This conclusion comports with the ancient principle of international
law that the "power to exclude aliens is `inherent in sovereignty,
necessary for maintaining normal international relations and defending
the country against foreign encroachments and dangers — a power to
be exercised exclusively by the political branches of government'"
Kleindienst v. Mandel, 408 U.S. 753, 765, 92 S.Ct. 2576, 33 L.Ed.2d 683
(1972) (quoting The Chinese Exclusion Case, Ping v. U.S., 130 U.S. 581,
609, 9 S.Ct. 623, 32 L.Ed. 1068 (1889)). Thus "[t]he power of Congress to
exclude aliens altogether from the United States, or to prescribe the
terms and conditions upon which they may come into this country, and to
have its declared policy in that regard enforced exclusively through
executive officers, without judicial intervention, is settled . . . ." Lem
Moon Sing v. United States, 158 U.S. 538, 547, 15 S.Ct. 967, 39 L.Ed.
1082 (1895) (1895); see also Mandel, 408 U.S. at 766 n. 6, 92 S.Ct.
2576. It is "not within the province of any court, unless expressly
authorized by law, to review the determination of the political branch of
the Government to exclude a given alien." United States ex rel. Knauff
v. Shaughnessy, 338 U.S. 537, 543, 70 S.Ct. 309, 94 L.Ed. 317 (1950); see
also Bruno, 197 F.3d at 1162 (". . . there may be no judicial review of
the decisions to exclude aliens unless Congress has `expressly
authorized' this"). This historical backdrop adds support to the
conclusion that the Secretary of State, if acting as Secretary, not as a
consular officer, in exercise of the Constitutional and inherit authority
of the sovereign in the field of foreign affairs, is immune from the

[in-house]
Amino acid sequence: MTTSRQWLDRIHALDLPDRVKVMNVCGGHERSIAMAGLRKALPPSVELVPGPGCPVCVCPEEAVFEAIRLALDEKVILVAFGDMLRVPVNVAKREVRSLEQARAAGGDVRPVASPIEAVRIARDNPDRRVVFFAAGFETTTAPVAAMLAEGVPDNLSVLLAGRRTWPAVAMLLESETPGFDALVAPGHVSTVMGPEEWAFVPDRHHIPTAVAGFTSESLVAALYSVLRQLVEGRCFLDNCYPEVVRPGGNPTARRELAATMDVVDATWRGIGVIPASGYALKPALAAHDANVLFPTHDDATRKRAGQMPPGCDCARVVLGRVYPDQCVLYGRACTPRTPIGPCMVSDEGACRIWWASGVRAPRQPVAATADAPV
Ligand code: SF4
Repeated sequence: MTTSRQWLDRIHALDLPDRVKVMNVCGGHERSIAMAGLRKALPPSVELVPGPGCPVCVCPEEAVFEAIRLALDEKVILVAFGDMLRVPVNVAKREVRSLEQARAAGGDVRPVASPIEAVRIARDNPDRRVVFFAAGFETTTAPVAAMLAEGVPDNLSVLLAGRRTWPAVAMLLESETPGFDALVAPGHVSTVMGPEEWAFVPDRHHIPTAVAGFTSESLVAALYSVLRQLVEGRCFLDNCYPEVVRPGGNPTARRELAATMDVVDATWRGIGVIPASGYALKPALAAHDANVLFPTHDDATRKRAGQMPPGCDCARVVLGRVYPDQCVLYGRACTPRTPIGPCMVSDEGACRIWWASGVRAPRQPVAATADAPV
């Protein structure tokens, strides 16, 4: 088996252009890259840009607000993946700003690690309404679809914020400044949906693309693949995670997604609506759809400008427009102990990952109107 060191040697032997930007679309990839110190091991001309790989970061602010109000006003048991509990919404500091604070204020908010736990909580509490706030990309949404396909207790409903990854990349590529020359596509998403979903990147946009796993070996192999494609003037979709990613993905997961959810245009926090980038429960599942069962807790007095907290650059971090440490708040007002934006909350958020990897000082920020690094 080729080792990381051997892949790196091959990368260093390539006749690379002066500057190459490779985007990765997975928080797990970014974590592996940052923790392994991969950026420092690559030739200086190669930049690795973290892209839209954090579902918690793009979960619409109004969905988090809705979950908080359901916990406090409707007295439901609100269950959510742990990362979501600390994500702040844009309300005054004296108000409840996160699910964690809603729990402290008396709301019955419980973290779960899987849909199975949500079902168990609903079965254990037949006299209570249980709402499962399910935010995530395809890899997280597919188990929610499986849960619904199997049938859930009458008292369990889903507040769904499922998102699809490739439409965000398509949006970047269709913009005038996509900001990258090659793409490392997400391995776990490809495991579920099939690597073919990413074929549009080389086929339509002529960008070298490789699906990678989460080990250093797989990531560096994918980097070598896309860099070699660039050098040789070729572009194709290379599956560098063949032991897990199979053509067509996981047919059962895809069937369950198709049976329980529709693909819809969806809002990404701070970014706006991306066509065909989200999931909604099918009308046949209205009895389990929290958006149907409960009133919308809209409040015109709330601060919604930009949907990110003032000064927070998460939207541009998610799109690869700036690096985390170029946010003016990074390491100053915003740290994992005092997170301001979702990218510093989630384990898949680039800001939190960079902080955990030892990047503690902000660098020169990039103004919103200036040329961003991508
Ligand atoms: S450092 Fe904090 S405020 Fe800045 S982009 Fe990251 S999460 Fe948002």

regulations governing consuls, and immune from judicial review by
Constitutional separation of powers principles, at least until Congress
Holding that there is no jurisdiction to review the Secretary's
revocation of plaintiff's visa does not leave plaintiff without
recourse. He may submit a new visa application to the Consular Officer
with responsibility for Aruba. This officer is authorized to make an
independent review concerning plaintiff's visa eligibility, in accordance
with the applicable regulations concerning visa applications. Plaintiff
may present evidence concerning his eligibility at that time and may be
granted a visa.
Plaintiff's final claim concerns his request that the 2C code in the
visa lookout system be removed. The parties agree that the 2C code was
removed months ago and that the P2C notation which replaced it in the
database does not violate the Foreign Relations Authorization Act.
Therefore, plaintiff's claim is moot.
An accompanying order grants defendants' motion to dismiss.
Pending is defendants' motion to dismiss the complaint pursuant to
Fed.R.Civ.P. 12(b)(1) and (6). Dkt. 32. For the reasons stated in the
accompanying memorandum, it is this 19th day of January 2001 hereby
ORDERED: that defendants' Motion to Dismiss is GRANTED, and it is
ORDERED: that plaintiff's complaint be and hereby is dismissed.